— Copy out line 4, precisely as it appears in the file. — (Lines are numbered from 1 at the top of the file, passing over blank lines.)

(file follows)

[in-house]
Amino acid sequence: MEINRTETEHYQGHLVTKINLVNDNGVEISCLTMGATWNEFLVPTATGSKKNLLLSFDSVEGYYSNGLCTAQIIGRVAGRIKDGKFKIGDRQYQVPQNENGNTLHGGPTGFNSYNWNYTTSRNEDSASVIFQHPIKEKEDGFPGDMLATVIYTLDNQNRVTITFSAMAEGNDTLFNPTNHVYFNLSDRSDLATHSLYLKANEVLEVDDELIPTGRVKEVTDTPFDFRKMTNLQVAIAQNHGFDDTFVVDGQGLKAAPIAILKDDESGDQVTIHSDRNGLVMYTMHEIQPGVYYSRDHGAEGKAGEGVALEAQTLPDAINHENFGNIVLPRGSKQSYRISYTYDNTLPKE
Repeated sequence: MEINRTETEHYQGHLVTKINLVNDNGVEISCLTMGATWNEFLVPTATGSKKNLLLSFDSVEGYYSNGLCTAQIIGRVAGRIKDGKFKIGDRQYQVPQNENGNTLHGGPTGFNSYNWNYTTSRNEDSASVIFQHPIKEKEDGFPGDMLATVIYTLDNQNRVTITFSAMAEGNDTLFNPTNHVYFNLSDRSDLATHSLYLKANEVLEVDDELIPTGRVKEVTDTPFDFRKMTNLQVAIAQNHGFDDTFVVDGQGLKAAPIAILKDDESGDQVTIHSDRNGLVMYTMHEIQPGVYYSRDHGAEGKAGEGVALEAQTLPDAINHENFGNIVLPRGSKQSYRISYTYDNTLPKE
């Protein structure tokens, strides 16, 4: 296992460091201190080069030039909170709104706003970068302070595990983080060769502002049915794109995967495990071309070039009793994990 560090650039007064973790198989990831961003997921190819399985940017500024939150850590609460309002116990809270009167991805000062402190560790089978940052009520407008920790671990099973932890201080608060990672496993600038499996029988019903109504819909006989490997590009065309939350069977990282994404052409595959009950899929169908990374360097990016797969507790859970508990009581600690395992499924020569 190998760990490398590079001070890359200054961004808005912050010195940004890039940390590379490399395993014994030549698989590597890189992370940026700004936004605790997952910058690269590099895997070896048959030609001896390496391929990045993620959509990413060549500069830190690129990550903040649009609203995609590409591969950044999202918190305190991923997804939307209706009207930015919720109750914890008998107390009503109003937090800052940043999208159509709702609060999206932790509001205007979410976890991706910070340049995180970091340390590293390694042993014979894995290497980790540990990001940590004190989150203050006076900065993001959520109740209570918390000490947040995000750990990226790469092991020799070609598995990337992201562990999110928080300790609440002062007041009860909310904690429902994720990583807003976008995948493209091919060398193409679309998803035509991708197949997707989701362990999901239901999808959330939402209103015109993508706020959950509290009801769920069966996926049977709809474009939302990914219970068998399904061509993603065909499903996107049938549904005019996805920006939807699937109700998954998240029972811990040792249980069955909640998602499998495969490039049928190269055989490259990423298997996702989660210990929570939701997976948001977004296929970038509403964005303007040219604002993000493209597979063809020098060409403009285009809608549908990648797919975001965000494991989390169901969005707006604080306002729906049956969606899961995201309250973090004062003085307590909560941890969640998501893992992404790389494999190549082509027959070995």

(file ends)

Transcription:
């Protein structure tokens, strides 16, 4: 296992460091201190080069030039909170709104706003970068302070595990983080060769502002049915794109995967495990071309070039009793994990 560090650039007064973790198989990831961003997921190819399985940017500024939150850590609460309002116990809270009167991805000062402190560790089978940052009520407008920790671990099973932890201080608060990672496993600038499996029988019903109504819909006989490997590009065309939350069977990282994404052409595959009950899929169908990374360097990016797969507790859970508990009581600690395992499924020569 190998760990490398590079001070890359200054961004808005912050010195940004890039940390590379490399395993014994030549698989590597890189992370940026700004936004605790997952910058690269590099895997070896048959030609001896390496391929990045993620959509990413060549500069830190690129990550903040649009609203995609590409591969950044999202918190305190991923997804939307209706009207930015919720109750914890008998107390009503109003937090800052940043999208159509709702609060999206932790509001205007979410976890991706910070340049995180970091340390590293390694042993014979894995290497980790540990990001940590004190989150203050006076900065993001959520109740209570918390000490947040995000750990990226790469092991020799070609598995990337992201562990999110928080300790609440002062007041009860909310904690429902994720990583807003976008995948493209091919060398193409679309998803035509991708197949997707989701362990999901239901999808959330939402209103015109993508706020959950509290009801769920069966996926049977709809474009939302990914219970068998399904061509993603065909499903996107049938549904005019996805920006939807699937109700998954998240029972811990040792249980069955909640998602499998495969490039049928190269055989490259990423298997996702989660210990929570939701997976948001977004296929970038509403964005303007040219604002993000493209597979063809020098060409403009285009809608549908990648797919975001965000494991989390169901969005707006604080306002729906049956969606899961995201309250973090004062003085307590909560941890969640998501893992992404790389494999190549082509027959070995």